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Chapter 12 of the Business finance basics section in the 'Achieving financial success' series

Posted in Business
Chapter 12: Managing your banking relationships

By Jackie Russell-Green*

Annual review

Once you have arranged a business loan or other finance through a bank for the first time, you may believe the process of providing information and being interviewed by the bank is over.

This is not so.

When they have provided finance, banks may also carry out an annual review.

This usually happens either when your annual accounts are available or on the anniversary of the borrowing.

Annual reviews should be taken seriously because banks always have the power to cancel a loan they have granted.

The review results in a submission to the bank’s administration, with the manager recommending continuance or withdrawal of the loan.

Although a review of this kind may appear daunting, there is nothing to worry about if your business is performing well, and it may even result in an offer of further finance.

If the business has been successful, the bank may also be willing to reduce its costs, but most likely only if you ask.

HINT
Being well prepared for the annual review will show the bank you understand their requirements and indicate good management practices.

If your business has not been performing well, and you have not previously advised the bank, you should be candid about the position.

TIP
At annual review time the bank is likely to require up-to-date financials and all other relevant information that summarises the past 12 months of your business operations.

Continuing relationship

Banking is essentially a hands-on activity. A good bank manager keeps a watchful eye on the businesses under his or her control, both evaluating the risks involved and looking for new business opportunities.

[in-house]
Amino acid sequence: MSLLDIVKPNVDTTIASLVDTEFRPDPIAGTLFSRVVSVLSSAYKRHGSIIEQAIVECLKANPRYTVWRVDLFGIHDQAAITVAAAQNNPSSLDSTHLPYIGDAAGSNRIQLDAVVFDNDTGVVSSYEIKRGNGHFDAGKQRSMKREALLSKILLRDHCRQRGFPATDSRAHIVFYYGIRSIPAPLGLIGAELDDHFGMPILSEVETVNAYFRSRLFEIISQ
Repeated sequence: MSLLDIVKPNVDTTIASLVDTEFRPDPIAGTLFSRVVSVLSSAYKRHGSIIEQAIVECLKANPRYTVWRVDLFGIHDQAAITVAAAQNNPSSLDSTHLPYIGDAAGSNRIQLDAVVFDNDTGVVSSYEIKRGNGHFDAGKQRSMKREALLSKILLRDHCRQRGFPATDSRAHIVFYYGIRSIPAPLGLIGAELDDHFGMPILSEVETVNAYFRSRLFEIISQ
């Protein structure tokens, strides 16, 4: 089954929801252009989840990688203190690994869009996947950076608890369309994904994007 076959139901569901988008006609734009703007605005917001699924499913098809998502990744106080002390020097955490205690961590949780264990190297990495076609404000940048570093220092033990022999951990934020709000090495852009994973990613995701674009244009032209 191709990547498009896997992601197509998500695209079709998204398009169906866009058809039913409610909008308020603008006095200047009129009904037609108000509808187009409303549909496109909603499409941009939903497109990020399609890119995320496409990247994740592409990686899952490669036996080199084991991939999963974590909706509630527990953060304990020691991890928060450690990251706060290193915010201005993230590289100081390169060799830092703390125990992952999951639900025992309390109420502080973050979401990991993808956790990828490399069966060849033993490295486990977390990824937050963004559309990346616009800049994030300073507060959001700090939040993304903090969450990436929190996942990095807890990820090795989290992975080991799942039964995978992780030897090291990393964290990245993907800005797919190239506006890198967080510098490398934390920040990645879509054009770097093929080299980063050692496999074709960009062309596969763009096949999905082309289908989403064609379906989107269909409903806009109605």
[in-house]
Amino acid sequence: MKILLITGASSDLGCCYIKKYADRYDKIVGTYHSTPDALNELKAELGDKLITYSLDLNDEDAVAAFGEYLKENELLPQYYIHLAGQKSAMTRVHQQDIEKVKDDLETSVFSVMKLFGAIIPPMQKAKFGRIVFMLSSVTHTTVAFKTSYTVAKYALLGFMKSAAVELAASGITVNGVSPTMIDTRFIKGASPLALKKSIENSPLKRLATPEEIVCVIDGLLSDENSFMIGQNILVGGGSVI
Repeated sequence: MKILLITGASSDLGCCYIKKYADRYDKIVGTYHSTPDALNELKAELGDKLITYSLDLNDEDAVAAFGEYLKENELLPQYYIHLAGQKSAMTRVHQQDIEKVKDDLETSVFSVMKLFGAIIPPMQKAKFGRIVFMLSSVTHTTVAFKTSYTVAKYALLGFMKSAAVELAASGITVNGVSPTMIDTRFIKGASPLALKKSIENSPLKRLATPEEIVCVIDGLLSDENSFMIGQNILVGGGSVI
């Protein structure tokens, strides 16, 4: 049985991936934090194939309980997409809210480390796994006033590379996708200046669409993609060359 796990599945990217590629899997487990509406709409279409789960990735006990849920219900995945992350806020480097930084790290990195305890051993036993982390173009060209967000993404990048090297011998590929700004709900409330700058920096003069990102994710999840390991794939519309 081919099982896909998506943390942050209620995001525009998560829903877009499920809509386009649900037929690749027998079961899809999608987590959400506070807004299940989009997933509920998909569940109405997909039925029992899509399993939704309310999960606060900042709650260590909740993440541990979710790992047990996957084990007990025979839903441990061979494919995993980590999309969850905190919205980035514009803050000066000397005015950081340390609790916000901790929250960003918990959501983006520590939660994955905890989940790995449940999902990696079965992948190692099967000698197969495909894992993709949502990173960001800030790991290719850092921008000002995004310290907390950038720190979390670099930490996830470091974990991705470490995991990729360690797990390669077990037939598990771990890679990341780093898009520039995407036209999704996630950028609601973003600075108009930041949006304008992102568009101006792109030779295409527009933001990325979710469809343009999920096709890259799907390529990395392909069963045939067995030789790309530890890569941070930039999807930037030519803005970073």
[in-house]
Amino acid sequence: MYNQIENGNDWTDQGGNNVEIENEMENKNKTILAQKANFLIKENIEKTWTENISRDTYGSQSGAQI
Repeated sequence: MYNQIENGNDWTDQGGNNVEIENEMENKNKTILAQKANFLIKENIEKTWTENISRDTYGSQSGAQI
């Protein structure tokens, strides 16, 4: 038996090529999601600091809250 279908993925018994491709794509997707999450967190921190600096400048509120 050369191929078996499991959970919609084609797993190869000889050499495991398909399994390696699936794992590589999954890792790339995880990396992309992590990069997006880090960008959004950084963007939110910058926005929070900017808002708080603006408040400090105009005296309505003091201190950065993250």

There are advantages in this for a business that is well run.

As well as maintaining an overview that is designed to protect the bank, the bank manager is also a salesperson with sales targets.

A business that is clearly performing well can therefore expect to be able to obtain increased bank assistance to match any growth in requirements.

HINT
Keeping your bank well informed of your business activities and performance will ensure they are ready to respond to any request you may have.

For the relationship with the bank to develop well, there is one requirement that must be observed: you must be candid and keep the bank properly informed.

Avoid any temptation to tell the good side and leave the bad side unmentioned.

Any downward turn in events should be discussed with the bank manager as soon as it is known, not when the overdraft limit is exceeded or loan repayments are late. Remember, while the bank is providing facilities, they are effectively in partnership with your business.

One of the advantages of a well-developed banking relationship is that the experienced bank manager can assume some of the role of an unpaid financial adviser.

Bank managers have experience with many types of businesses and, since they are not closely involved, can give impartial advice.

Good relationships with your bankers will ensure they understand your business and are in the best possible position to provide advice and support when needed.

TIP
Bank managers are often working with other businesses in similar industries and can be a source of useful information for your business.

If difficulties arise